The main thing I did last year at Ten Thousand Homes was building our new Discipleship Program; it’s called Aspire School of Artists and Entrepreneurs. I worked with my friend Mzwandile to develop the program because we felt that God was leading us to provide a place of enrichment that related to our generation and its needs. In 2016 we had our first group of students to experience Aspire. We aim at helping young artists and entrepreneurial-minded people to figure out how to use their passions to change the world. We’ve had five really incredible people in the program so far. It’s been awesome seeing how much they’ve grown. They’re from the United States, Burundi, and South Africa. Being a part of Aspire has been a humbling experience. It has shown me a lot of my strengths and weaknesses.
In order to keep this vision going on a day-to-day basis, I learned that it takes a lot of work. Nothing worthwhile is easy to attain. Throughout the day I usually was in the classroom with the Aspire students where we had different guest speakers, or a group discussion on different media presentations. Every week I also had one-on-ones with them about the different subjects in class, or I would meet with them to help develop their skills in their art forms. As a group we also did community work to help some local leaders with their feeding and discipleship programs.
The most important thing I’ve learned through Aspire is this: other people don’t need me to fix them. Very often, as Americans, we have the mindset that other people around the world need to be enriched with the American culture and standards of living. Here’s the thing: every culture has something beautiful to offer the world, even if other parts of it aren’t 100% correct. Who am I to tell people who grew up so differently from myself that they are doing things wrong, especially if that practice isn’t harming anyone? Here’s the other part of it though. I am floored at how open South Africa has been to me. It has adopted me as its own. I’ve never felt so confident in myself or so at home, yet also so outside of my comfort zone. South Africa has molded me into the person I am supposed to be. It has opened my eyes to my dreams and passions, and has shown me my place in the world as both an artist and a Jesus-follower. It has made me more proud of my own upbringing. I can’t believe that I’m fortunate enough to be called to be a part of a movement of people who are making such a deep impact in their own communities that it is shaping and changing the world for the better. What have I done to deserve this? ...to daily be invited into something so life-giving? ...to have other people allow me the space to speak into their lives and help them pursue their talents and dreams? South Africa does not need me. I need South Africa. The world as a whole needs Africa. Let’s start believing in each other’s dreams more. Let’s allow others the space to inspire and empower their peers. Let’s stop trying to fix other people, and start seeking healing and growth together.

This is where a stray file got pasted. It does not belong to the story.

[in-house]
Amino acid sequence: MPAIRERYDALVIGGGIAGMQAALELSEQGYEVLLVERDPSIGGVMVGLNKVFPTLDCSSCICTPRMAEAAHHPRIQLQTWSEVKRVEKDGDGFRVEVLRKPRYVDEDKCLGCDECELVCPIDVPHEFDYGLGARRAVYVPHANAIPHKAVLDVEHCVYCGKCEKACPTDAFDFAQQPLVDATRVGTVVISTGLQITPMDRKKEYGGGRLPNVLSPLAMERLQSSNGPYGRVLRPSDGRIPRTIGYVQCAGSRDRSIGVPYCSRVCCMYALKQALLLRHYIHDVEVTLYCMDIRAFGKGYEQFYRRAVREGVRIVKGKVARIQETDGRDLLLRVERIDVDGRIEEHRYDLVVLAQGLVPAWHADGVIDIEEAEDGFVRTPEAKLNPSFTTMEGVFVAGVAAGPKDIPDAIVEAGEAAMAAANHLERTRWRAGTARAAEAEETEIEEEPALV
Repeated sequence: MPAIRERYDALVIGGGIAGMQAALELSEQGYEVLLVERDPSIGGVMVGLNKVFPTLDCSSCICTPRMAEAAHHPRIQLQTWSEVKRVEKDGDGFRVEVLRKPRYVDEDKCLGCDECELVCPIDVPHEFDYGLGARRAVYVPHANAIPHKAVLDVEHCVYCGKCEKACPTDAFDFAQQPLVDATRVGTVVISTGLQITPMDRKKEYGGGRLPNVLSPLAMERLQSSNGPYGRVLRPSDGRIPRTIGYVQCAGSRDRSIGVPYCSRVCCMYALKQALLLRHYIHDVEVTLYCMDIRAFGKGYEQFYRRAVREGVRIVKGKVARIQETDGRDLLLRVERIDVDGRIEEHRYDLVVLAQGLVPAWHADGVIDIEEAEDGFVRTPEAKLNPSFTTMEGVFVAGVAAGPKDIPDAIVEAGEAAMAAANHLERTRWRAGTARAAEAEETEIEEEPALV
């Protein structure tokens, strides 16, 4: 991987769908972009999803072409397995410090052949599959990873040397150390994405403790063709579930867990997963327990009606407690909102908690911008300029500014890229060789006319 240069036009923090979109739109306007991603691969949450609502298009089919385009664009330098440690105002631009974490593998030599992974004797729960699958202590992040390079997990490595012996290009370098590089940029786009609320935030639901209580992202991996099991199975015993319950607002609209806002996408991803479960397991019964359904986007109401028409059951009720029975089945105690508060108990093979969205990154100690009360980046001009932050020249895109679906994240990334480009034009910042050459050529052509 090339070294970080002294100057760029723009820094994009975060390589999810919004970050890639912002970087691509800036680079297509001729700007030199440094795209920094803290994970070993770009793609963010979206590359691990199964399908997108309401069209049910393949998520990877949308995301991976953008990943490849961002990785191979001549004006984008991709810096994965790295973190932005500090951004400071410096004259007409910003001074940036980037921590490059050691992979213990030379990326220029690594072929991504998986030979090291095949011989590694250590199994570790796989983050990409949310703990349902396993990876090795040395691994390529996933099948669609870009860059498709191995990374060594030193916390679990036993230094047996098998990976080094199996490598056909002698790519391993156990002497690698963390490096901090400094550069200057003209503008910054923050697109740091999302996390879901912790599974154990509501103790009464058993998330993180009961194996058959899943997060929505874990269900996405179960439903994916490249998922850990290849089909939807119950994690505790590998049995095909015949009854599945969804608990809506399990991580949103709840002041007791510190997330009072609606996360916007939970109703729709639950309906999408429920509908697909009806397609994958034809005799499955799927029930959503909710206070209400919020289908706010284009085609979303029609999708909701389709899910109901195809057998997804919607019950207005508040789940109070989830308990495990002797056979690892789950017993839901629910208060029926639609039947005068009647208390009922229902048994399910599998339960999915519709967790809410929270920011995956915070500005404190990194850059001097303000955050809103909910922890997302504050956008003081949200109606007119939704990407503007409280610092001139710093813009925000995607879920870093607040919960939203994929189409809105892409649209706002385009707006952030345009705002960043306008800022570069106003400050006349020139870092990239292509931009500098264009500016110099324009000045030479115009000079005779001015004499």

Taking this and some other things I learned last year, I've been completely absorbed by my new jobs and roles in 2017. Be on the watch-out for what I will be doing next, and how you can help!
During the second half of the Aspire program, I had the opportunity to be a talent mentor for one of our students, Cherie. Every week we got together and focussed on different aspects and methods of art. It was great to both pass on useful information to her and to learn from her. It was so refreshing to learn from another young artist who has similar passions to mine. The messages she shares through her work so far has been incredible to experience first-hand. This is a piece from her last project. I can’t wait to see what opportunities her work leads her to!